The X-15 was an experimental aircraft
developed by NASA and the U.S. Air Force in the 1950s and 1960s. It was a
rocket-powered aircraft designed to explore the high-speed and high-altitude
flight regimes. The X-15 program aimed to gather data on aerodynamics,
structural heat resistance, and control systems for future space and hypersonic
vehicles. The X-15 was primarily built for research purposes, aiming to push the
boundaries of manned flight. It provided valuable data on the effects of high
speeds, altitudes, and temperatures on aircraft and human physiology. The X-15
achieved impressive speeds, with its fastest recorded speed being Mach 6.7
(about 4,520 miles per hour or 7,273 kilometers per hour). It also reached
altitudes of up to 354,200 feet (about 107.96 kilometers). The X-15 was flown by
a select group of experienced test pilots, including Neil Armstrong (the first
person to walk on the Moon), Joe Engle, and Scott Crossfield. From 1959 to 1968,
the X-15 completed a total of 199 flights. These flights were launched from a
B-52 bomber at high altitudes and speeds, after which the X-15's rocket engines
would ignite and propel it further. The X-15 program contributed significantly
to various fields, including aerodynamics, materials science, and spacecraft
design. The data and knowledge gained from the X-15 flights played a crucial
role in the development of the Space Shuttle program and other high-speed
aircraft. The X-15 program paved the way for advancements in space exploration
and the development of future aerospace technologies. It remains an iconic
symbol of NASA's commitment to pushing the boundaries of human flight.
Rocket-Powered X-15 Research Vehicle - Cover Plane
For the first time in the 34 years that
the Harmon International Aviator's Trophy has been awarded for extraordinary feats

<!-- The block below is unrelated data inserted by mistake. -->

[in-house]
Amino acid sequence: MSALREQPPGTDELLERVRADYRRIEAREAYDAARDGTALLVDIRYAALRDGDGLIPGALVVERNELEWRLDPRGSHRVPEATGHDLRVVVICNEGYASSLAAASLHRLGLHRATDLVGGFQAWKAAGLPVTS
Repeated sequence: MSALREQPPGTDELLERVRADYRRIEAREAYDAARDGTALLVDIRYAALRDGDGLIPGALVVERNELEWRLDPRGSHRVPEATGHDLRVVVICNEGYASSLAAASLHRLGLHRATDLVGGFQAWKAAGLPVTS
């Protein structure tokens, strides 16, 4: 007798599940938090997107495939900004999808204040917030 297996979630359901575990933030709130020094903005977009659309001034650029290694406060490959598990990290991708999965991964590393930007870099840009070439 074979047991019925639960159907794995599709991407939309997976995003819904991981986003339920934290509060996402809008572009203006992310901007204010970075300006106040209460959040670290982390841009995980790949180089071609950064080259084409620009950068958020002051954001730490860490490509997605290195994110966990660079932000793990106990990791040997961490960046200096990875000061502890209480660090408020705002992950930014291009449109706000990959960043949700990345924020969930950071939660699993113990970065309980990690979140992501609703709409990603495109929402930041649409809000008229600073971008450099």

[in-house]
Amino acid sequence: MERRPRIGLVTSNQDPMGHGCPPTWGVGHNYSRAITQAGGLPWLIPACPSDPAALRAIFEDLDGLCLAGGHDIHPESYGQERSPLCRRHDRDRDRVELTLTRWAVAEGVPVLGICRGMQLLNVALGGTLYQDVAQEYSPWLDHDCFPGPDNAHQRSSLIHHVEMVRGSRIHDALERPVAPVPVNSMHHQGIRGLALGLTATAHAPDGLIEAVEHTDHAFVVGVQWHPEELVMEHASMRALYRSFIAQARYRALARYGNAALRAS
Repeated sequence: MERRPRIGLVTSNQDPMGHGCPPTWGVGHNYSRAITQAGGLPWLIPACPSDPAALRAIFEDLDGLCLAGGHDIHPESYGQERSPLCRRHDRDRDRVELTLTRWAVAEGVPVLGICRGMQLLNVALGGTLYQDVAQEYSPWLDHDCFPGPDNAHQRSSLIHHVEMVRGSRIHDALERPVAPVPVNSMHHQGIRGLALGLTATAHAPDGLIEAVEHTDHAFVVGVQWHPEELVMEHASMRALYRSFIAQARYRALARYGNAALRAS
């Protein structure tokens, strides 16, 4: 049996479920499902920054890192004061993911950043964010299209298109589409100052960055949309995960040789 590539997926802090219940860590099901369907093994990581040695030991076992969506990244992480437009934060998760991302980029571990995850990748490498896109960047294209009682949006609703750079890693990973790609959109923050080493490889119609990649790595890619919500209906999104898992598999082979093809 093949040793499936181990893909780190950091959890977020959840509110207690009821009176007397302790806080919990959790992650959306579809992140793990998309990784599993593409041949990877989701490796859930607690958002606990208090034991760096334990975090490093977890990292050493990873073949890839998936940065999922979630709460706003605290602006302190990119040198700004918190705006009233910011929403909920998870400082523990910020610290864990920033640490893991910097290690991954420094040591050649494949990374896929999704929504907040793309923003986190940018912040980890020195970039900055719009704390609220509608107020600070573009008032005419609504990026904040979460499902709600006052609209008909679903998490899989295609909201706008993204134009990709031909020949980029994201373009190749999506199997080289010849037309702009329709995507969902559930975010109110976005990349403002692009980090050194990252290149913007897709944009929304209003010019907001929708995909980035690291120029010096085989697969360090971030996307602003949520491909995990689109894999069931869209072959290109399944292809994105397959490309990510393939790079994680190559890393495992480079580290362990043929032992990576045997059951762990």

of piloting skill, it went to three pilots instead of the usual single individual.
The Harmon award for 1960 was presented to A. Scott Crossfield, NAA; Joseph A.
Walker, NASA, and Maj. Robert A. White, USAF, for their outstanding accomplishments
in flying the rocket-powered X-15 research vehicle.
The mission of the X-15 is to explore flight conditions in space and on the fringe
of the earth's atmosphere. Specifically the X-15 is investigating hypersonic aerodynamics,
characteristics under high aerodynamic heating conditions, effectiveness of reaction-type
controls, piloting problems during exit from and re-entry into the atmosphere.
The X-I5's (there are three aircraft) are
well on the way to accomplishing these research missions. Maximum speed of 3,603
mph (Mach 5.3) and altitude of 107,700 ft were reached in July 1961. About a year
previously, the X-15 reached the record altitude of 136,500 ft. The X-15 is now
fitted with the Reaction Motors XLR-99 liquid-fueled rocket engine which can deliver
50,000 pounds of thrust. With this engine speeds over Mach 6 (over 4,000 mph) and
altitude up to 100 miles are expected to be reached as the research program continues
through 1961 - S. Calhoun Smith
NASA photos show No. 2 X15 prior to launch from B-52 (top); "hot nose"
which corrects plane's attitude in upper atmosphere (right). No.1 plane (lower left)
lands on Rogers Dry Lake at Edwards, Calif., AFB.
Cut-Away View of X-15 Rocket Plane
Posted June 10, 2023